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Author Topic: "Age-ism" In Live Sound  (Read 13570 times)

Jack Arnott

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Re: "Age-ism" In Live Sound
« Reply #50 on: December 14, 2015, 03:05:41 pm »

Hi all,

I'm 19 years old, have been working in audio for almost five years now, ....I'm told by (anonymous boss) to hold off on taking the call while he checks to see if I can handle the gig. After three days or so, (anonymous boss) will write back and say that they have found someone else to take the gig. To me, that seems like he's actively searching for someone else to take the call so I can't work it. This has happened a few times now, and only with this company- the other three view me as just another freelancer. Wondering if any of you have had similar experiences when you were first starting out and if anyone could give advice on how to handle this?

Thanks in advance,

Robert

Hi Robert, first off, you handle yourself very well in print/writing, so good job on that.

Does ageism exist? Of course. I am much less likely to hire the young punk, no matter how likable, because he is going to cost me more money with his inexperience. But I am also aware of the circle of life, and that people have to start somewhere.

I have not read the whole thread, but my take is, don't worry about it. Not everyone is going to like you, and hire you. If you are having problems with only one person, but are getting along well and getting hires from other people, this is a good sign. As JR said, sounds like a (his) personal problem.

Also the fact that you have communicated to him, and he changes the subject. This is his problem.

Keep putting in your name, but if anything comes up in the meantime, take it. If he ever does call back, then tell him straight up what happened. Thanks for calling back, but I took another offer in the mean time. It will make you only more appealing, as it shows you have other options, and other people who do trust you.

Are you getting his with ageism. Undoubtedly, but you will see much worse in this industry. Not every situation will be a good match for you. (There are more situations that are not a match for me, than those that are.)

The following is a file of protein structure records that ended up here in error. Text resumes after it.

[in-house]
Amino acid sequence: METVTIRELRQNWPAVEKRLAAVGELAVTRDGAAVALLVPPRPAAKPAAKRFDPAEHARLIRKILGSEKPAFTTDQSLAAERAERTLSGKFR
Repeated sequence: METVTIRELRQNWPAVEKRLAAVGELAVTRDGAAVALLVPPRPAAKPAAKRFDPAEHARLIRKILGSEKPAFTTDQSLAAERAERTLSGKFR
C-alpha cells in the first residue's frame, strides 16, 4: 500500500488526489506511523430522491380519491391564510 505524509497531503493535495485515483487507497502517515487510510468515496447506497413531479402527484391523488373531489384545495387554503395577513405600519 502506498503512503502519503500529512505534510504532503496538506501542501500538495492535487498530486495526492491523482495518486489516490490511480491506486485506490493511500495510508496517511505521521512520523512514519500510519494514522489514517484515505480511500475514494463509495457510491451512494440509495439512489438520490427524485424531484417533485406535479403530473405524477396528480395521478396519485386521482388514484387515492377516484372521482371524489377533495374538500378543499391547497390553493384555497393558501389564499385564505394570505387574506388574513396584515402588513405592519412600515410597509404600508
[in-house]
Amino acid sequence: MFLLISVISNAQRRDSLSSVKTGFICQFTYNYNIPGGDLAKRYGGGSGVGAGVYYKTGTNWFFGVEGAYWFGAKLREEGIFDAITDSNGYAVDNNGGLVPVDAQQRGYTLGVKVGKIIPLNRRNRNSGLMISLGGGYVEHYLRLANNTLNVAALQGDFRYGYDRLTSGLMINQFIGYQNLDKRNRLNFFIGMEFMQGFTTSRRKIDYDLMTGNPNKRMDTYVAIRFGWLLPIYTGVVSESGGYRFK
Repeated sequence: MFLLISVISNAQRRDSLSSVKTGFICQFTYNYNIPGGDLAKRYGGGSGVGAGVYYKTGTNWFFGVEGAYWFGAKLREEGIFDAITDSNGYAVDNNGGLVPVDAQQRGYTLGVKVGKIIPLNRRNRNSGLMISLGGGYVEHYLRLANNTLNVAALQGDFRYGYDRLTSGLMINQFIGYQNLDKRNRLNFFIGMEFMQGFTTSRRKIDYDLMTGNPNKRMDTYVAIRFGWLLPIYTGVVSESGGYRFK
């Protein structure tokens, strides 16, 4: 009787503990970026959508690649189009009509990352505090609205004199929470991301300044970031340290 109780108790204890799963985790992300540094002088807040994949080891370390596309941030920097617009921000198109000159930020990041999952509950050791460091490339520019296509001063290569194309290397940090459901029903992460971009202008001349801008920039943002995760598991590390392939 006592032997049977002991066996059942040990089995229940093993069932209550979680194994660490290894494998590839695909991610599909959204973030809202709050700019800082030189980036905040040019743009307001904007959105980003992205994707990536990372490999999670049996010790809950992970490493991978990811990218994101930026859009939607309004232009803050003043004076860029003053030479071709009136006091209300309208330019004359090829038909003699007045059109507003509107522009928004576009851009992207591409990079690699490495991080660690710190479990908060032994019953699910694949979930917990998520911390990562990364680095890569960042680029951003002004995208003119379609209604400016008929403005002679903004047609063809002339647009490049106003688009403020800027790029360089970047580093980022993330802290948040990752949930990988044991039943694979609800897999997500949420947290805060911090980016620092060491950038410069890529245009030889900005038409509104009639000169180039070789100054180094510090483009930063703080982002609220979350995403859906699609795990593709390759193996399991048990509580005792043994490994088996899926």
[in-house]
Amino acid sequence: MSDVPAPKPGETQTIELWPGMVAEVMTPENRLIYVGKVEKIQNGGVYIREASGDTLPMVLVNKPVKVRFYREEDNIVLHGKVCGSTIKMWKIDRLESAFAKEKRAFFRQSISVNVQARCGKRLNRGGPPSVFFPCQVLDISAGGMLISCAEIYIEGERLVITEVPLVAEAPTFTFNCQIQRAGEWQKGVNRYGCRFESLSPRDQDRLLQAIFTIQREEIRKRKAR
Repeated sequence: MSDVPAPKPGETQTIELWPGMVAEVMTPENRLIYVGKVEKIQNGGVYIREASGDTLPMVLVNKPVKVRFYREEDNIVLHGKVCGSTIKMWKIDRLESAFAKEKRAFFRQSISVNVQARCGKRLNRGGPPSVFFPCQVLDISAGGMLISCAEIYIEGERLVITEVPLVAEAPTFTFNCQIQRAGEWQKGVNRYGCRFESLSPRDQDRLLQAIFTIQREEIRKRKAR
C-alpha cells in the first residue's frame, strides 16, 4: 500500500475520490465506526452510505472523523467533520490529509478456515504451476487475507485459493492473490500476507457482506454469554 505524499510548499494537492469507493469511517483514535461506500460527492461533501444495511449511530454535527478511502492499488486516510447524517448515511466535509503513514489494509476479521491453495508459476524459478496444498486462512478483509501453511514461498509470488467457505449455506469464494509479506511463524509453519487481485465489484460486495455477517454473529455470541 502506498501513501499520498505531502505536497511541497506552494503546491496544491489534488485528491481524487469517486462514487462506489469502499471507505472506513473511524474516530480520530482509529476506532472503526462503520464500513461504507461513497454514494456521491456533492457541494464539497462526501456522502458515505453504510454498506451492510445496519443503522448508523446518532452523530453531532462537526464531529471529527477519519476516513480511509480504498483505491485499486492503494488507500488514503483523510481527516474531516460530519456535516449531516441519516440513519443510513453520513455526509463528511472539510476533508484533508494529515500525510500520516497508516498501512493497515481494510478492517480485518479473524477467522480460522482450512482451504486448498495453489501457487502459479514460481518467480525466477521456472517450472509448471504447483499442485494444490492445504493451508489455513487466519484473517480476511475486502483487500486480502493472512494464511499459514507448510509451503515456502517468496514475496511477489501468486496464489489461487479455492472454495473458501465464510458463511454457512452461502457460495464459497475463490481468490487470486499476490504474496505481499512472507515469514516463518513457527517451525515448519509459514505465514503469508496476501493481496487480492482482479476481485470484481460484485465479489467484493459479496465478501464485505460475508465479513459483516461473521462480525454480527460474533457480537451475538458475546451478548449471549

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John Roberts {JR}

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Re: "Age-ism" In Live Sound
« Reply #51 on: December 14, 2015, 04:14:41 pm »

I would suggest never mentioning "ageism" again...

Keep your head down, work hard, and earn a good rep.

You will be too old before you know it so enjoy your youth while you can.


JR
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Bob Leonard

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Re: "Age-ism" In Live Sound
« Reply #52 on: December 14, 2015, 06:26:11 pm »

Amen brother John. One day you wake up and everything hurts. Life is never the same after that.
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BOSTON STRONG........
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I did a gig for Otis Elevator once. Like every job, it had it's ups and downs.

Steve M Smith

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Re: "Age-ism" In Live Sound
« Reply #53 on: December 15, 2015, 02:45:31 am »

One day you wake up and everything hurts.
Definitely.  I realised I wasn't twenty anymore last weekend when I was up in the roof space of my mother's house fitting a new light fitting.


Steve.
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David Scoville

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Re: "Age-ism" In Live Sound
« Reply #54 on: December 17, 2015, 12:18:34 am »

I would suggest never mentioning "ageism" again...

Keep your head down, work hard, and earn a good rep.

You will be too old before you know it so enjoy your youth while you can.
JR